Build a DC-AC Inverter into a project

Discussion in 'The Projects Forum' started by pcon2009, Jan 6, 2013.

  1. pcon2009

    Thread Starter New Member

    Aug 5, 2012
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    0
    I am interested in building, as a part of a larger project, a 12v DC to 120v AC inverter. I have been reading around on the internet and on this forum a bit and I think it is possible, but I want some confirmation and a bit of help before I go leaping into it.

    First, the reason I want to build it and not just buy a ready-made one is that it will be a part of a larger project, built into a case with its own batteries. The larger project is actually to be used to briefly open pneumatic solenoid valves. I work in the special effects industry and want to build a controller that can fire our confetti cannons. This is typically is just done with mains power and a switch on a power strip. I want to have a controller that is capable of doing this on battery power so that local power is not needed, and also so that we have more "safety" than if someone bumps a switch and shoots the air cannons.

    What kind of circuitry would I need in order to do something like this? I would like to use this battery, because it is something we stock for use with other equipment:

    PS-1229:
    http://www.power-sonic.com/images/powersonic/sla_batteries/ps_psg_series/12volt/PS-1229_11_Feb_21.pdf

    I have looked around and this circuit seems to be the simplest solution:

    [​IMG]


    C1, C2 68 uf, 25 V Tantalum Capacitor
    R1, R2 10 Ohm, 5 Watt Resistor
    R3, R4 180 Ohm, 1 Watt Resistor
    D1, D2 HEP 154 Silicon Diode
    Q1, Q2 2N3055 NPN Transistor (see "Notes")
    T1 24V, Center Tapped Transformer
    Misc. Wire, Case, Receptacle (for output)
    Fuses, Heatsinks, etc.

    (Found at: http://www.i4at.org/lib2/inverter.htm)


    That seems like something I could easily put together. Would it work? When I go back to work on Monday I will try to find the specs on the solenoid valves (how much they draw, etc). The output from the controller would just be standard AC wall outlet type, switched on or off by the toggle switches on the control surface. I know that the solenoid valves probably draw quite a bit of amps/watts, but it is only for a very brief period of time (around a second) that they would be switched on.


    (For future reference as well, I would eventually like to add in a charger circuit for the battery. This could be achieved either through a "barrel jack" to connect an external transformer and supply the DC charge voltage, or perhaps through an IEC plug with an internal charge circuit. I wanted to include that information in case it throws any kind of wrench into the gears, and also in case it is a simple enough solution that someone could answer it on this post as well.)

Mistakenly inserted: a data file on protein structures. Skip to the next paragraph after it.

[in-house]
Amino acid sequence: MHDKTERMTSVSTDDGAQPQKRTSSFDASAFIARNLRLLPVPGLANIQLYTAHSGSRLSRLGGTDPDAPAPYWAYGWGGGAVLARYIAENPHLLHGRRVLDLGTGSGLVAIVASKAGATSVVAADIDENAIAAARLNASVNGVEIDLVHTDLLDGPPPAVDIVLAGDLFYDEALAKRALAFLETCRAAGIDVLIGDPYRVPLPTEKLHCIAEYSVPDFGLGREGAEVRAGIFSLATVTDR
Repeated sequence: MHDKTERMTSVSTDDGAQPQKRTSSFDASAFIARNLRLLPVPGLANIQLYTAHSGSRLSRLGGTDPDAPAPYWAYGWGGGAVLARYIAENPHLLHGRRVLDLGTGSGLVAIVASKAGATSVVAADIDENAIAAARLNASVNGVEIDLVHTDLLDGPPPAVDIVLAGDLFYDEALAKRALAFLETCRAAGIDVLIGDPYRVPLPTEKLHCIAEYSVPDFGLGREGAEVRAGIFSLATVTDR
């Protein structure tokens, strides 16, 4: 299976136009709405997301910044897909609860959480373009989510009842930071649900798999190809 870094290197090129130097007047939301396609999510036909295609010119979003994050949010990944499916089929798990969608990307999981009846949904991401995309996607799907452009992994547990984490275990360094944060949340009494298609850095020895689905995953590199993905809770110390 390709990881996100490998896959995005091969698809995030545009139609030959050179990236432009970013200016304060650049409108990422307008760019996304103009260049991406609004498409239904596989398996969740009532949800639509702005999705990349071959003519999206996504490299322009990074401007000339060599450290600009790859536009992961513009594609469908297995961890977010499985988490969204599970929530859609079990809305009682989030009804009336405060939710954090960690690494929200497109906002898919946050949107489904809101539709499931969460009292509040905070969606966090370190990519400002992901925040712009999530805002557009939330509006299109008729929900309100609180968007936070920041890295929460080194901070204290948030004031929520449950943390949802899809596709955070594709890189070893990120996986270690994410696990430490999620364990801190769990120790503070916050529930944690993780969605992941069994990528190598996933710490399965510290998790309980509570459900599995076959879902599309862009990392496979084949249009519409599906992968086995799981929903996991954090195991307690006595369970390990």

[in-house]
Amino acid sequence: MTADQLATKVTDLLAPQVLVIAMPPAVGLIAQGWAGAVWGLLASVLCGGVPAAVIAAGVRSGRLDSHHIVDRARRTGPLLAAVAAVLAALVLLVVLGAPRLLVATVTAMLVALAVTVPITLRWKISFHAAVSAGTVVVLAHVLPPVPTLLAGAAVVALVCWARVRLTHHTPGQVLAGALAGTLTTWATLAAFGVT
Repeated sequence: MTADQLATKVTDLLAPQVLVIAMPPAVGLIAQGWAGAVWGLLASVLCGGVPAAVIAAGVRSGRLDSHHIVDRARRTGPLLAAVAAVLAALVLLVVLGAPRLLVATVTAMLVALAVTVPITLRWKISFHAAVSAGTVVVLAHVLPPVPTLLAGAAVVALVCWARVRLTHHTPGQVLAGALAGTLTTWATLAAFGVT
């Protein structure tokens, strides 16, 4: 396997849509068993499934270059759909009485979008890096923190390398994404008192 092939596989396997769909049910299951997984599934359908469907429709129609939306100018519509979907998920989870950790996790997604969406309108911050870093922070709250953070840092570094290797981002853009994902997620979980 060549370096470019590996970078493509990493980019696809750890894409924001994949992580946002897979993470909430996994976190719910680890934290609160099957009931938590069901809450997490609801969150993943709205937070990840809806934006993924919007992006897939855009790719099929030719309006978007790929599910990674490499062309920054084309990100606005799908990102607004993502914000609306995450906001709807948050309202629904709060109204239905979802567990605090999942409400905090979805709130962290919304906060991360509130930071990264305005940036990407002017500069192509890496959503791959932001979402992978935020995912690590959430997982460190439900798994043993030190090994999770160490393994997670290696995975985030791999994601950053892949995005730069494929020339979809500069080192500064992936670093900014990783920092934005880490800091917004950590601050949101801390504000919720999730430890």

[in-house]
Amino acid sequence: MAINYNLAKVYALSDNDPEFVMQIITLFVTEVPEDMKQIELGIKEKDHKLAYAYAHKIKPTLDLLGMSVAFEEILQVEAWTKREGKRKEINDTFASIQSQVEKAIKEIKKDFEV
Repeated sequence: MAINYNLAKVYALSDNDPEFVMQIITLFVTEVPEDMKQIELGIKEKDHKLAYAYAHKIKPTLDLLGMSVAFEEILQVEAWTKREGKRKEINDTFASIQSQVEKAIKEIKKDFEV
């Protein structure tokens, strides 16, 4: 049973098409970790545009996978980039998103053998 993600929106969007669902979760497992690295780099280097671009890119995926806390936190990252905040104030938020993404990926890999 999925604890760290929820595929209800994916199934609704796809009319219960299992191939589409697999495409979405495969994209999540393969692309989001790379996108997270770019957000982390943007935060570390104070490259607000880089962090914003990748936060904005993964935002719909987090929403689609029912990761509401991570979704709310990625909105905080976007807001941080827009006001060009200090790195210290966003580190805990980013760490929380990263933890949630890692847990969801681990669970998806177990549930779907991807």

Thanks all!
     
    Last edited: Jan 6, 2013
  2. R!f@@

    AAC Fanatic!

    Apr 2, 2009
    8,747
    759
    That ckt is OK for light loads.

    For heavy loads u have to have a better one with proper regulation
     
  3. pcon2009

    Thread Starter New Member

    Aug 5, 2012
    18
    0
    In this case, what would determine a "light" or "heavy" load specifically? I was able to look up the specs online of the solenoids this would be activating, and they are rated at 20W draw each. Does that constitute a heavy load? How many could I power at once with this configuration if at all?
     
  4. thatoneguy

    AAC Fanatic!

    Feb 19, 2009
    6,357
    718
    You can buy a new 100W inverter for under the cost of the parts needed to build the one you are looking at. That inverter would have the benefit of overload protection, low battery shutdown, regulation, and more.
     
  5. pcon2009

    Thread Starter New Member

    Aug 5, 2012
    18
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    The only issue with that, thatoneguy, is that the one I would be building is something of a prototype and we may be building more in the future, so it seemed like it would be a better idea to build from scratch in order to put it into the form-factor (enclosure and control surface) that I want. If I bought one, though, is it something I could take apart, to some extent, and just keep the internals, wiring the input directly to the batteries and the output through the switches, etc, to the 6 outlets on the back?
     
  6. thatoneguy

    AAC Fanatic!

    Feb 19, 2009
    6,357
    718